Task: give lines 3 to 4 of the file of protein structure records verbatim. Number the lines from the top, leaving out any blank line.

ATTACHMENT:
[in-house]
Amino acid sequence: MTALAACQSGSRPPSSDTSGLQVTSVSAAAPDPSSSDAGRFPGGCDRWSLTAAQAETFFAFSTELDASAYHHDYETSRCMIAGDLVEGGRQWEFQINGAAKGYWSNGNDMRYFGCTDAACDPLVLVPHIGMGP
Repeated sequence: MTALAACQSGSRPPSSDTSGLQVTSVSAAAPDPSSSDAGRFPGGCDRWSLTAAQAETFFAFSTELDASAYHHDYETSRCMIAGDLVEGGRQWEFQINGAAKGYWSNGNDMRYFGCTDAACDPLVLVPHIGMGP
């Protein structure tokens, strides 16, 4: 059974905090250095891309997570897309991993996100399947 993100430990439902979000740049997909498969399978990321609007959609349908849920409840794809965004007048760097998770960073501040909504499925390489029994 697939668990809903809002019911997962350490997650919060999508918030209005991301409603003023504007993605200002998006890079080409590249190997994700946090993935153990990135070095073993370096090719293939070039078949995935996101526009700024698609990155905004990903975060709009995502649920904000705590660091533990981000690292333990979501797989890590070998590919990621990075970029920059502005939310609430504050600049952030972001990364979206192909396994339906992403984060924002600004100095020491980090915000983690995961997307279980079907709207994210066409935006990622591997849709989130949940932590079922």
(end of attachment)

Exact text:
Repeated sequence: MTALAACQSGSRPPSSDTSGLQVTSVSAAAPDPSSSDAGRFPGGCDRWSLTAAQAETFFAFSTELDASAYHHDYETSRCMIAGDLVEGGRQWEFQINGAAKGYWSNGNDMRYFGCTDAACDPLVLVPHIGMGP
């Protein structure tokens, strides 16, 4: 059974905090250095891309997570897309991993996100399947 993100430990439902979000740049997909498969399978990321609007959609349908849920409840794809965004007048760097998770960073501040909504499925390489029994 697939668990809903809002019911997962350490997650919060999508918030209005991301409603003023504007993605200002998006890079080409590249190997994700946090993935153990990135070095073993370096090719293939070039078949995935996101526009700024698609990155905004990903975060709009995502649920904000705590660091533990981000690292333990979501797989890590070998590919990621990075970029920059502005939310609430504050600049952030972001990364979206192909396994339906992403984060924002600004100095020491980090915000983690995961997307279980079907709207994210066409935006990622591997849709989130949940932590079922």